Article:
This is part 5 of a series looking at the economic trends of new energy technologies. Part 1 looked at how cheap solar can get (very cheap indeed). Part 2 looked at the declining cost and rising reliability of wind power. Part 3 looked at how cheap energy storage can get (pretty darn cheap). Part 4 looked at how far renewables can go. Now let’s talk about electric vehicles.
EVs are a Disruptive Technology
If current trends hold, EVs will, within a decade or two, be the cheapest vehicles on the market. And that, if it happens, will lead to market dominance. Electric Vehicles are a disruptive technology.
The Plunging Price of Electric Vehicles
The past four parts of this series have all covered electricity generation. But electricity is only perhaps a quarter of worldwide carbon emissions. What about transportation, where oil-burning cars dominate?
Electric Vehicles, like virtually all other manufactured goods, are likely to have a learning curve, meaning that greater production will mean reduced price. Batteries, a large fraction of the cost of EVs, appear to have a learning rate of around 21%, meaning that every doubling of scale will reduce costs by 21%.
What about whole vehicles? The Ford Model T had a learning rate of around 16%. Let’s use that for the entire vehicle, including the battery. That gives us a conservative estimate of the cost improvement rate.
Last year, EVs grew at around 60% annually, to around 1 million total EVs ever sold. Sources in China tell me they expect several hundred thousand EVs to be sold there in 2016 alone. Growth could easily be 60% again in 2016. Even so, growth will eventually slow. Bloomberg New Energy Finance expects 30% long term growth. Let’s use that for now, to be conservative.
Those assumptions lead to a world where, by roughly 2030, EVs with a 200 mile range are cheaper than the cheapest car sold in the US in 2015.
Is this plausible? Yes. EVs are simpler devices than gasoline-powered vehicles. They have a smaller number of parts, making them easier to assemble. At similar scale to gas vehicles, electric vehicles should indeed be lower cost to built.
In addition, EVs have many fewer moving parts (in the engine and drivetrain in particular) than internal combustion vehicles. That further means lower construction cost for the most complex and costly part of a vehicle, and far lower maintenance cost.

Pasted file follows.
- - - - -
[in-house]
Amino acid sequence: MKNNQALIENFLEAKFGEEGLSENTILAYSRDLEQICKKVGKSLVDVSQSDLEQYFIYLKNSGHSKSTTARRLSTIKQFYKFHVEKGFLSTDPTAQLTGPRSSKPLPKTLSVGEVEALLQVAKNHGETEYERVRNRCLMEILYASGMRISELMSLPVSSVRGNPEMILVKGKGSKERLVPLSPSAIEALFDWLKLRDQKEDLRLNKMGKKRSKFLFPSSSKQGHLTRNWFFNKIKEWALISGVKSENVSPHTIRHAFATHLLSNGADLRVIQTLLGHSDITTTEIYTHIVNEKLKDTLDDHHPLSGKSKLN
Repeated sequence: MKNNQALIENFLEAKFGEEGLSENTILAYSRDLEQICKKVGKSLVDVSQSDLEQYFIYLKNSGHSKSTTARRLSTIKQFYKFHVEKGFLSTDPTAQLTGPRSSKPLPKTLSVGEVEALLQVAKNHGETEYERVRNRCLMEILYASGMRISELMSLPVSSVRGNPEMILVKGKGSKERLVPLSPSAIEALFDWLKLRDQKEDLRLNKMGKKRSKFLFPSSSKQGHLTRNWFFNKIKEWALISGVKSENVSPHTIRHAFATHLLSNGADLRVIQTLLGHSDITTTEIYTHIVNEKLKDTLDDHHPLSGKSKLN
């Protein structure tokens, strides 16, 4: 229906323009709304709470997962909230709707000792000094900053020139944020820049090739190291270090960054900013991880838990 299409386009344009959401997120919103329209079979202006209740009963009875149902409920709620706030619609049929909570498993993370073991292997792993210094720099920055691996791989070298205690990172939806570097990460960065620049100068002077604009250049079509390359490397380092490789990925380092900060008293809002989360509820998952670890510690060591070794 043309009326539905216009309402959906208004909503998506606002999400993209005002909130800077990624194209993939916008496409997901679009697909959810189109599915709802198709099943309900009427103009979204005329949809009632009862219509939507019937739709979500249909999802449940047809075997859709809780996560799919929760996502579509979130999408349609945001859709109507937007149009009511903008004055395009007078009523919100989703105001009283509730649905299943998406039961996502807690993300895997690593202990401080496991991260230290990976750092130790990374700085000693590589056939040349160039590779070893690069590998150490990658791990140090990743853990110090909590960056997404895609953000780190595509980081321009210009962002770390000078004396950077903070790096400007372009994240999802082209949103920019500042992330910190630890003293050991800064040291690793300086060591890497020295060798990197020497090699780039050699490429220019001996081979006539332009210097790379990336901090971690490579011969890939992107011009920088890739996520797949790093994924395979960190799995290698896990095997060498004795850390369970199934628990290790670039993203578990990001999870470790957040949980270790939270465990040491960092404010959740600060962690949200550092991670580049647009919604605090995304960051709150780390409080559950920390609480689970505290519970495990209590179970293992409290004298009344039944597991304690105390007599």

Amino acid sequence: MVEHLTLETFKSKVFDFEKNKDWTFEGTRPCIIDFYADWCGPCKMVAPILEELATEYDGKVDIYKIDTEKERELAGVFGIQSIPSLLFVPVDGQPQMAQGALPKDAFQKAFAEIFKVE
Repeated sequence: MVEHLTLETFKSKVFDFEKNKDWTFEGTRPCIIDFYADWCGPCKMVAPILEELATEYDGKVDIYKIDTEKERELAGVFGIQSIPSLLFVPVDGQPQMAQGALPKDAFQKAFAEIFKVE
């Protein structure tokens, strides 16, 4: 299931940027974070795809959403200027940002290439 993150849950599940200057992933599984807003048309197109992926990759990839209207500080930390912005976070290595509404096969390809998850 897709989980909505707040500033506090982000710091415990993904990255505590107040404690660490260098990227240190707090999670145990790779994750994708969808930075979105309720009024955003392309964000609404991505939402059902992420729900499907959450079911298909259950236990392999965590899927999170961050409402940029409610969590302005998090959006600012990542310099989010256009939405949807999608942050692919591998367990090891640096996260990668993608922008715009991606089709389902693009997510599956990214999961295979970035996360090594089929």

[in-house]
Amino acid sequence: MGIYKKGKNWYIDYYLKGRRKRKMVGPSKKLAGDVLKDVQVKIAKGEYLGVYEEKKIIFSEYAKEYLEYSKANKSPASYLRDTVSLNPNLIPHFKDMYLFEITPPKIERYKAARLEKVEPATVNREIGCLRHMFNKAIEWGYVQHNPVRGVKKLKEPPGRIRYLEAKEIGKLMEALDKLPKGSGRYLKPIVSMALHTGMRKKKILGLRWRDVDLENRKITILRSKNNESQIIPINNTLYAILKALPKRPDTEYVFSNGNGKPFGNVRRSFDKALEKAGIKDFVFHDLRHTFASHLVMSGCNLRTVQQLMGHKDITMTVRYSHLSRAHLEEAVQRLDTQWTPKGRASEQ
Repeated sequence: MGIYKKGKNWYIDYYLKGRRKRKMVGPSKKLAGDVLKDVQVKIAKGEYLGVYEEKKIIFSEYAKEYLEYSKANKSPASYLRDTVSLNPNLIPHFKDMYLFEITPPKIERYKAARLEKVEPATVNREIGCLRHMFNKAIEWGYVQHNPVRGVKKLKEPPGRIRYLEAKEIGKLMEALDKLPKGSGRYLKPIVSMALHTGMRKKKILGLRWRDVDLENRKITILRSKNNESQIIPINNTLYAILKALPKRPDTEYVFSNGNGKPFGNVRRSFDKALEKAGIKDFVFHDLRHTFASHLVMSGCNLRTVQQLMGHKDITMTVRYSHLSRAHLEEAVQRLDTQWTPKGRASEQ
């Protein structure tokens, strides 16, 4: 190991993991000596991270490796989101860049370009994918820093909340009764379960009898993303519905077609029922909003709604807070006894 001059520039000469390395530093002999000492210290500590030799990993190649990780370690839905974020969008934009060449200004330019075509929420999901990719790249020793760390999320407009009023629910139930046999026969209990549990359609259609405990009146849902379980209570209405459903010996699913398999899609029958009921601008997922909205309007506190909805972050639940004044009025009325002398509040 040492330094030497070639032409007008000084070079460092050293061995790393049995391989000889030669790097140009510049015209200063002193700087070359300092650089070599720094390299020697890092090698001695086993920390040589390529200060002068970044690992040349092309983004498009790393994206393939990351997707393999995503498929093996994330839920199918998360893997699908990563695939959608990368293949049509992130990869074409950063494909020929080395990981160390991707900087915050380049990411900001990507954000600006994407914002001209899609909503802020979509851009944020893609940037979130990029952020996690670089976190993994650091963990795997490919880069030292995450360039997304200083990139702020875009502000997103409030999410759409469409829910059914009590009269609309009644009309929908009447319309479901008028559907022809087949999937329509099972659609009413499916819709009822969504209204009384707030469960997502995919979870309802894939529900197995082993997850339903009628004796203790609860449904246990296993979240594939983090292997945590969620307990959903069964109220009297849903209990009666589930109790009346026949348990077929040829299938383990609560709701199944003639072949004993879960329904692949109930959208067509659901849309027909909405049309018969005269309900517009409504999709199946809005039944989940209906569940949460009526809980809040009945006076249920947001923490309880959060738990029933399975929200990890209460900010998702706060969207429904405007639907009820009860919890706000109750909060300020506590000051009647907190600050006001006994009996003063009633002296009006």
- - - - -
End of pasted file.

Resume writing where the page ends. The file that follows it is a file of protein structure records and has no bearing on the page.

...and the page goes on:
On Cost-Per-Mile, EVs Win Even More
Electric vehicles, today, have lower total costs per mile than equivalent gasoline-powered vehicles, due to lower energy costs of electricity and the lower maintenance costs. At 30% growth rate, EVs will have roughly half the up-front cost of gasoline-powered vehicles in roughly 10-12 years, around 2027 or 2028. At that point, the total cost per-mile-driven of EVs will also be roughly half the cost of gasoline powered vehicles.
That, in turn, means that to the extent that transportation becomes a service, with people increasingly paying for rides (ala Uber) instead of paying to purchase cars, the cheapest rides will be in electric vehicles. If you call an Uber, or its future equivalent, it will almost certainly be electric.
Put it all together: Electric vehicles are already cheaper to own and operate than gasoline vehicles. At current rate, within a decade, they’ll be markedly cheaper to purchase up-front, and half the total price to own and operate. And within 20 years, if trends hold, 200-mile-range 4-seater EVs, with awesome acceleration and modern amenities, will be cheaper than the cheapest cars sold in the US today.
That is a coming disruption.